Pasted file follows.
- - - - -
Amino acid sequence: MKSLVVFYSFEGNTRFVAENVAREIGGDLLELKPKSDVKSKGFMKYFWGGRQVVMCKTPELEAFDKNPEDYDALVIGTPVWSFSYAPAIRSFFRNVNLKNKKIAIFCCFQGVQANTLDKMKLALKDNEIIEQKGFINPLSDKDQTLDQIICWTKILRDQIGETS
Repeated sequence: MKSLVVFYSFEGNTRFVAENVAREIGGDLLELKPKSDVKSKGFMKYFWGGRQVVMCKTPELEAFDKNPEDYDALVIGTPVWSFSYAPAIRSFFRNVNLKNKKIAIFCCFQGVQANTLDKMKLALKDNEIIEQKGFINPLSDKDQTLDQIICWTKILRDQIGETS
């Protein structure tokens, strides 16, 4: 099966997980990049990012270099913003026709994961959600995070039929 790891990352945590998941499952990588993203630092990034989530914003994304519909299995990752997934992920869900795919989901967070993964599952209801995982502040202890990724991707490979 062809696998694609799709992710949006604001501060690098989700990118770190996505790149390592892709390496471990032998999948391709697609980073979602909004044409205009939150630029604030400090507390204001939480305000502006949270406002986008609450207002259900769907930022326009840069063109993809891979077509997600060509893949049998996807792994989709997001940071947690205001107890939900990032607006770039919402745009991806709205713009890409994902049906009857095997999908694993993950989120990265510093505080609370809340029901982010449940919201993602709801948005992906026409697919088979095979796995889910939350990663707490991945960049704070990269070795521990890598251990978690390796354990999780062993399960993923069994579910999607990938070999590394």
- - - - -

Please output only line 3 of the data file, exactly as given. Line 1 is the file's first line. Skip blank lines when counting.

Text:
């Protein structure tokens, strides 16, 4: 099966997980990049990012270099913003026709994961959600995070039929 790891990352945590998941499952990588993203630092990034989530914003994304519909299995990752997934992920869900795919989901967070993964599952209801995982502040202890990724991707490979 062809696998694609799709992710949006604001501060690098989700990118770190996505790149390592892709390496471990032998999948391709697609980073979602909004044409205009939150630029604030400090507390204001939480305000502006949270406002986008609450207002259900769907930022326009840069063109993809891979077509997600060509893949049998996807792994989709997001940071947690205001107890939900990032607006770039919402745009991806709205713009890409994902049906009857095997999908694993993950989120990265510093505080609370809340029901982010449940919201993602709801948005992906026409697919088979095979796995889910939350990663707490991945960049704070990269070795521990890598251990978690390796354990999780062993399960993923069994579910999607990938070999590394």